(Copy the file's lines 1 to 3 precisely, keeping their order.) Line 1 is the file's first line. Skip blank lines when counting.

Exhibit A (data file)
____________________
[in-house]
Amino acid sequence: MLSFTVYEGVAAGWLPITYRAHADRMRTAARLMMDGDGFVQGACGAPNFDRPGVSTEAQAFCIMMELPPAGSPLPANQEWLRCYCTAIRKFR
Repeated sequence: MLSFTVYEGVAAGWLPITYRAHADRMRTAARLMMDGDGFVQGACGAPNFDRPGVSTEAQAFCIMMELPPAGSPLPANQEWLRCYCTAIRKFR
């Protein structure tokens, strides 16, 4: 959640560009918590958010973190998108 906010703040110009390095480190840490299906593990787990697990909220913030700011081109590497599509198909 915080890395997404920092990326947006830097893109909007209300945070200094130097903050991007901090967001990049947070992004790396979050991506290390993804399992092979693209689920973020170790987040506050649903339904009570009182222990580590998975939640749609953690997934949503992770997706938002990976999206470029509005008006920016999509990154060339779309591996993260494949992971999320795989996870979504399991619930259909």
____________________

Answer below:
[in-house]
Amino acid sequence: MLSFTVYEGVAAGWLPITYRAHADRMRTAARLMMDGDGFVQGACGAPNFDRPGVSTEAQAFCIMMELPPAGSPLPANQEWLRCYCTAIRKFR
Repeated sequence: MLSFTVYEGVAAGWLPITYRAHADRMRTAARLMMDGDGFVQGACGAPNFDRPGVSTEAQAFCIMMELPPAGSPLPANQEWLRCYCTAIRKFR